Deer collisions more likely this month

Published 10:50 pm Tuesday, November 1, 2011

Bears might have been the stars of Suffolk’s wildlife in recent months, but as winter approaches, deer are stepping into the spotlight.

It is especially important for drivers to keep an eye out for fawns, does and bucks while on the road this time of year because deer are on the roam looking for food and mates.

Most accidents involving deer occur in October, November and December, according to the Virginia Farm Bureau, and of those months, November has the highest occurrence.

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Debbie George, spokeswoman for the city of Suffolk, said last year, there were 100 vehicle accidents involving deer during the three-month time frame — 36 in October, 42 in November and 22 in December.

During the next month, motorists should drive slowly, be more aware of their surroundings and remember deer might exhibit unpredictable behaviors when on or close to roadways.

“Deer are not always going to look before they cross the road or wait until when they feel it is the safest time,” said Jimmy Maass, the Virginia Farm Bureau safety manager. “If you see one run across the road in front of you, slow down because it’s very likely that there is another one behind it.”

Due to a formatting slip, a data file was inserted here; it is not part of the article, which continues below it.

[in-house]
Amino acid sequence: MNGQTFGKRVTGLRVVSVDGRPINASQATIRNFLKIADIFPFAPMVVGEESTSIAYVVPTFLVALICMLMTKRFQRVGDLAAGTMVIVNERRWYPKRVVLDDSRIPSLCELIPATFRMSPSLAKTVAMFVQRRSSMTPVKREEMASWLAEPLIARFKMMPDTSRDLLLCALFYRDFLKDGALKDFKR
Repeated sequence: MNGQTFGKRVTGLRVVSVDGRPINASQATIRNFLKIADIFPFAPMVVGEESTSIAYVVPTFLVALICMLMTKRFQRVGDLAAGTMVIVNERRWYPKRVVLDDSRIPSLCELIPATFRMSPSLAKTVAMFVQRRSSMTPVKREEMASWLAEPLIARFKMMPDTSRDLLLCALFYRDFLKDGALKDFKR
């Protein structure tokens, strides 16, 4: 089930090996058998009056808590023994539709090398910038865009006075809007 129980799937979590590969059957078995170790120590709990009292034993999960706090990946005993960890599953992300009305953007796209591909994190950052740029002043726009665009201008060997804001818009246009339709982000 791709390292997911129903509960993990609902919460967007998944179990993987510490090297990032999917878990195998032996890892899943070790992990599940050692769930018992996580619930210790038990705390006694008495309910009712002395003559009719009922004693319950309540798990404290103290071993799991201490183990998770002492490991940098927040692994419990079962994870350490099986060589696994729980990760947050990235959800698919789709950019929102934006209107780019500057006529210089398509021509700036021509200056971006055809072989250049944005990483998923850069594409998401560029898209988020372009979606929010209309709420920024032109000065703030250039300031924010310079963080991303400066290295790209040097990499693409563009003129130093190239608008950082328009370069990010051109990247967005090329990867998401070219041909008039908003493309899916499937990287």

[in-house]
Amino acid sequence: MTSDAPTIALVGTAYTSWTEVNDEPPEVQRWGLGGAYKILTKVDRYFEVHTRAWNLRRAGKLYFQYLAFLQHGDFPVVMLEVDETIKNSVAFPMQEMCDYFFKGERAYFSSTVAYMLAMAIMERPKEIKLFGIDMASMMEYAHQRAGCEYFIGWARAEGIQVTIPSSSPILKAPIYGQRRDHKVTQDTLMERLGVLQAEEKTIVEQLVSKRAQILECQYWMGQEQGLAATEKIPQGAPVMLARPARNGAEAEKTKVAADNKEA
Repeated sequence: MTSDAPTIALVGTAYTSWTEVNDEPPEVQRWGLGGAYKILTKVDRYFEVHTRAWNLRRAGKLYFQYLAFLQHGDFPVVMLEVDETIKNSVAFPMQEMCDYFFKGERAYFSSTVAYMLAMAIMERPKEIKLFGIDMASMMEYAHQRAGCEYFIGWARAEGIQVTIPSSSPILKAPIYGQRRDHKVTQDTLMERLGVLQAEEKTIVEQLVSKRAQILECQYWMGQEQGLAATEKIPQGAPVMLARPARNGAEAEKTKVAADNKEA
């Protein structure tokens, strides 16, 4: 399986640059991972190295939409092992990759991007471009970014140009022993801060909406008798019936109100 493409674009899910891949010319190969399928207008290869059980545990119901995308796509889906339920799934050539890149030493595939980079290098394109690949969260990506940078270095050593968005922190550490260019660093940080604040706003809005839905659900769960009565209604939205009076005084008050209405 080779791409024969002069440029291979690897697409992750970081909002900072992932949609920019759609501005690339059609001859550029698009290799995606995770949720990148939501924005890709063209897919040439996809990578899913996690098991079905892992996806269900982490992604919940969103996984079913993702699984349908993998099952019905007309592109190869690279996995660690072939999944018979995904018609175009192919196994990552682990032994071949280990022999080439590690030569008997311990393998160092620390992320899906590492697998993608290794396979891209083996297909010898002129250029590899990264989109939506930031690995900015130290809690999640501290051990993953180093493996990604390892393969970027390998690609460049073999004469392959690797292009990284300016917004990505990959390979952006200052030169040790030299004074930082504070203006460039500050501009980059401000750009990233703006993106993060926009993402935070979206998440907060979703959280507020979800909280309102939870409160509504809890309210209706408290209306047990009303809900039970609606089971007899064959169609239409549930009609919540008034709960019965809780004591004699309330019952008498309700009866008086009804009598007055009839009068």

Deer are most likely to be seen at dawn or dusk close to tree-lined roadways and areas that shift from open fields to forest or water.

After dark, drivers should use high-beam headlights where appropriate and slow down immediately if they see a deer on or near the road.

“Don’t swerve if a deer is in the road,” Maass said. “Brake firmly but keep the vehicle headed in a straight line. Swerving can confuse the animal and prevent it from picking a direction to flee, and, worse yet, the driver could lose control and crash.”

If you hit a deer, you should make sure everyone in the car is uninjured and call 911 to report the accident.

Also, drivers should stay away from injured animals because they might try to protect themselves or try to get away.